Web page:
It’s been 20 years since Hartzler Family Dairy launched a new product. The company is known throughout the region largely for its milk sold in distinct glass bottles at select retailers. Some 80 percent of the company’s business is wholesale products that had, until recently, consisted of milk, butter and ice cream, the latter of which is produced mostly for its ice cream shop in Wooster.
This year, the company launched a non-GMO Project-verified string cheese, which Hartzler President Paul Sommers says is the first of its kind in the U.S.
“We’re currently the only dairy in the state of Ohio that’s non-GMO Project verified. Non-GMO Project, if you do some research on them, they are one of the most recognizable and trusted brands in the natural food world,” Sommers says. He adds, however, “We do not have to change anything about any way that we do things to get that label on our products.”
Going to market
Hartzler ties its name to the organic farming concept. The home page of its website begins with the story, “In 1964, when Harold Hartzler made the decision to stop using chemical pesticides and herbicides on his farm, it was not a marketing decision. He did it because he had witnessed the effect of chemical run-off on a neighboring farm after a storm. It was then that Harold decided to farm only ‘as Nature Intended.’”
It’s an organic dairy that’s not certified organic, as Sommers puts it. The non-GMO labeling it recently acquired is largely to satisfy retailers that would like to see third-party verification on products. Hartzler consumers, he says, already know what Hartzler is all about.
“We know that, for some of our customers, they could care less, because they know the way the way we do things. They know that we’re a quality product and it is good,” Sommers says.
Launching a string cheese product made sense because Hartzler knows that many of its customers already purchase organic string cheese from other producers. The opportunity became a reality when it found a manufacturing partner, Miceli Dairy Products Co. based in Cleveland, that can make that product. That meant Hartzler wouldn’t need to ship milk across the country.
The company also expects to hit the market with an aggressive price point that will help broaden its appeal to customers who may not purchase Hartzler milk, but would buy its string cheese simply because it’s non-GMO Project verified.
A fresh look
The company is in the process of rebranding. It brought in a marketer to help redesign all of its packaging.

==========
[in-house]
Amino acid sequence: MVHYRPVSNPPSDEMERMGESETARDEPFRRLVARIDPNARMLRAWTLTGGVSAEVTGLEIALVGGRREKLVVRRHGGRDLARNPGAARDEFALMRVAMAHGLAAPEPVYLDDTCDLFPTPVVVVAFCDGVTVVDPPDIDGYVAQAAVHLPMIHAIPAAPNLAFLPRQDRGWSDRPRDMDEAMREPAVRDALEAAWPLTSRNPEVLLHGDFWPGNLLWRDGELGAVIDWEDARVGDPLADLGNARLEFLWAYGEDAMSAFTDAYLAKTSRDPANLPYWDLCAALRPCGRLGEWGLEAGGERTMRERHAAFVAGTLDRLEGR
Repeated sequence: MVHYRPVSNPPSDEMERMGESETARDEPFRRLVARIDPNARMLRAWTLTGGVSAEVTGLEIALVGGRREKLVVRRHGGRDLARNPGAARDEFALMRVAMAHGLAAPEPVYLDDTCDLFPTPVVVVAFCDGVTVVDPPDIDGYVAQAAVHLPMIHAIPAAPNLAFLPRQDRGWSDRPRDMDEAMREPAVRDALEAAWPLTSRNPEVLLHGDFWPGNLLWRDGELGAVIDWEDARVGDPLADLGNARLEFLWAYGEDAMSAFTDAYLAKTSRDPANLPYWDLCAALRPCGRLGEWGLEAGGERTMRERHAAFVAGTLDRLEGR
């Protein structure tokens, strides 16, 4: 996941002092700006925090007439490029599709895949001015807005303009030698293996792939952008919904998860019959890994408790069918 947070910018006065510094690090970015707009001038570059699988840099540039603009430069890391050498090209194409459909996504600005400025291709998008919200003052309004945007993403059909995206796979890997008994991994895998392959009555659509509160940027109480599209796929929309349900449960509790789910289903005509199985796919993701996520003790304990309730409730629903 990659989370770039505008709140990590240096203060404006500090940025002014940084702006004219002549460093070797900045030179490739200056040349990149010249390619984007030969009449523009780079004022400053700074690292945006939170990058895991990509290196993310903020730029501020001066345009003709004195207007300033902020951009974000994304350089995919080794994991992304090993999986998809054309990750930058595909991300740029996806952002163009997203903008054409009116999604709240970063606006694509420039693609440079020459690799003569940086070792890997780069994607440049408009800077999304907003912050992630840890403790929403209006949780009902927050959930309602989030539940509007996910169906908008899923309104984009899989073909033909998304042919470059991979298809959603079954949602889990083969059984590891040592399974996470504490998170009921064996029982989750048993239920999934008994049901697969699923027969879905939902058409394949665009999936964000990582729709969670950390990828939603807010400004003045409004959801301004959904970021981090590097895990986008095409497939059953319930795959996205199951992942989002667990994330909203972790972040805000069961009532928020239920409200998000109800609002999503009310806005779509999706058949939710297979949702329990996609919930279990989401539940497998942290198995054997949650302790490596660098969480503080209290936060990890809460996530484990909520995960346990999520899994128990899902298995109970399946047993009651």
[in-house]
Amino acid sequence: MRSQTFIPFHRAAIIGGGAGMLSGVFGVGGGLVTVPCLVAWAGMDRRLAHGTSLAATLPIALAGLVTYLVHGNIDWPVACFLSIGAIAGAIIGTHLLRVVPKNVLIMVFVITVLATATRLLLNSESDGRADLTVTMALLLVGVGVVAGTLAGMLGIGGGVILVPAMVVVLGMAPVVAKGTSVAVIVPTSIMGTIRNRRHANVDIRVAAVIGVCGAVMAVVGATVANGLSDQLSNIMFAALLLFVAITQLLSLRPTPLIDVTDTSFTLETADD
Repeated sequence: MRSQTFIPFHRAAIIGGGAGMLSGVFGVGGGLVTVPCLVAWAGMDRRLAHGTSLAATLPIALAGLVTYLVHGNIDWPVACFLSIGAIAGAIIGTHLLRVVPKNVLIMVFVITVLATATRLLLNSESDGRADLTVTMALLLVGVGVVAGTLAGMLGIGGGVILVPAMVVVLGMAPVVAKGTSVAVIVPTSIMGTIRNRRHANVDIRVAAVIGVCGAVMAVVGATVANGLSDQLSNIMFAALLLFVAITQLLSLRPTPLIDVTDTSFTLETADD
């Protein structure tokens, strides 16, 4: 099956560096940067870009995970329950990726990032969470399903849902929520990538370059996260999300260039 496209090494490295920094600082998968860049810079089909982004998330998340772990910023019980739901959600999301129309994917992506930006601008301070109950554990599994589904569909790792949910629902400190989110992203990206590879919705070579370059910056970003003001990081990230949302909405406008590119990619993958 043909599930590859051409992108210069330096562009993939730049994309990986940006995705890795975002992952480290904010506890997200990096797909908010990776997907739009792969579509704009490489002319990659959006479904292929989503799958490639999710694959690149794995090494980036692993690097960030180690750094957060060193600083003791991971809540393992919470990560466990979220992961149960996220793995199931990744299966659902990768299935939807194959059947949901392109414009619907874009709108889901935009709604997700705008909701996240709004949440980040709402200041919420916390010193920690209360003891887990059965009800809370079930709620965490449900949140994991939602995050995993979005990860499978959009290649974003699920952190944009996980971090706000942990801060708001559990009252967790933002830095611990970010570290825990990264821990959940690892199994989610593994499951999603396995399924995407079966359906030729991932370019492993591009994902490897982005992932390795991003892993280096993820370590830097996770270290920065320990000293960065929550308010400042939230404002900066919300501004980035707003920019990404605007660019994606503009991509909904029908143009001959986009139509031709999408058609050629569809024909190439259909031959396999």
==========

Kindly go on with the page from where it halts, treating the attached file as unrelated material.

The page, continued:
“That has been a pretty involved process because we have a lot of our brand name that’s out there with our current or soon-to-be old branding,” Sommers says.
Its updated branding is classic and simple — a reflection of its unadulterated products that also highlights their premium appeal.
Hartzler is looking to be more deliberate in other aspects of its marketing. It wants to hone in on millennial moms, a segment of its broad consumer base it believes are the decision-makers for their families, especially when it comes to what goes into the refrigerator.
It’s also a way to hitch a ride on the local and natural organic food movement that continues to grow in leaps and bounds. Grocery chains predicated on whole and organic foods are increasingly establishing locations in Ohio, coming in at a very competitive price point and growing.
“Millennials are driving that change,” he says. “They want to know where their food comes from; they don’t trust industrial agriculture — they don’t trust big Ag. A lot of them are even skeptical of big organic companies.”
Securing its future
The company is working to ensure it remains relevant and stands out from an increasingly competitive market, doing more to make its presence known in the region.
“We have a diverse network of small, independent, mom-and-pop grocery stores, and then we also have large, national corporate chains. But what we’ve noticed is, as far as sales growth, that things leveled off. And so that’s where I come in,” Sommers says.
He is pushing for a more aggressive sales approach — getting out on the road, going to grocery stores, meeting with corporate buyers and driving sales. That’s a change from its previous approach, which was to rely on the Hartzler brand as a draw for sales. But there’s no guarantee that will continue, so the company is doing more to ensure it remains viable for the long term.
“We are this little dairy in Wooster, Ohio, that’s just trying to do things differently, and I think doing a really good job of it,” Sommers says. “But we do have our work cut out for us to really gain market share. We’ve got to hustle.”
How to reach: Hartzler Family Dairy: (330) 345-8190 or www.hartzlerfamilydairy.com